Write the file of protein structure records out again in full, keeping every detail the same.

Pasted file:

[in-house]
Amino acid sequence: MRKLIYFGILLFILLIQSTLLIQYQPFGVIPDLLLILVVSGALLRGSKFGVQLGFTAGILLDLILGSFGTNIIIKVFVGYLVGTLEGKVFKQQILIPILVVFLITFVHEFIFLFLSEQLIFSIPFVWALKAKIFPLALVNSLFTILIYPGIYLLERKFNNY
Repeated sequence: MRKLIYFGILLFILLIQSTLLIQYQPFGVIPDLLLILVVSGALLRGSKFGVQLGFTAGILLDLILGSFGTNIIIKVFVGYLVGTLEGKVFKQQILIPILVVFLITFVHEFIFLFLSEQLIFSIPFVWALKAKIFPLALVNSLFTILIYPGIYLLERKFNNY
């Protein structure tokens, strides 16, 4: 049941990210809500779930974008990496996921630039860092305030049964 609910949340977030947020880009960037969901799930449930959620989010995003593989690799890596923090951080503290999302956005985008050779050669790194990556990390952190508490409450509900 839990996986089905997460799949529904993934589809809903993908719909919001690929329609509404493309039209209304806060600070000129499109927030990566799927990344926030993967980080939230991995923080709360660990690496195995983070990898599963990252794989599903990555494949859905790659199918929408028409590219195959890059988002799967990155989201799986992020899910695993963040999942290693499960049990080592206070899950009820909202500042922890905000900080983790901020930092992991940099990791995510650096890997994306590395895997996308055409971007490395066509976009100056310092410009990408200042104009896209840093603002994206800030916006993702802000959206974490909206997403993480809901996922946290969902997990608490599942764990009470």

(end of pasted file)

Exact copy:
[in-house]
Amino acid sequence: MRKLIYFGILLFILLIQSTLLIQYQPFGVIPDLLLILVVSGALLRGSKFGVQLGFTAGILLDLILGSFGTNIIIKVFVGYLVGTLEGKVFKQQILIPILVVFLITFVHEFIFLFLSEQLIFSIPFVWALKAKIFPLALVNSLFTILIYPGIYLLERKFNNY
Repeated sequence: MRKLIYFGILLFILLIQSTLLIQYQPFGVIPDLLLILVVSGALLRGSKFGVQLGFTAGILLDLILGSFGTNIIIKVFVGYLVGTLEGKVFKQQILIPILVVFLITFVHEFIFLFLSEQLIFSIPFVWALKAKIFPLALVNSLFTILIYPGIYLLERKFNNY
């Protein structure tokens, strides 16, 4: 049941990210809500779930974008990496996921630039860092305030049964 609910949340977030947020880009960037969901799930449930959620989010995003593989690799890596923090951080503290999302956005985008050779050669790194990556990390952190508490409450509900 839990996986089905997460799949529904993934589809809903993908719909919001690929329609509404493309039209209304806060600070000129499109927030990566799927990344926030993967980080939230991995923080709360660990690496195995983070990898599963990252794989599903990555494949859905790659199918929408028409590219195959890059988002799967990155989201799986992020899910695993963040999942290693499960049990080592206070899950009820909202500042922890905000900080983790901020930092992991940099990791995510650096890997994306590395895997996308055409971007490395066509976009100056310092410009990408200042104009896209840093603002994206800030916006993702802000959206974490909206997403993480809901996922946290969902997990608490599942764990009470």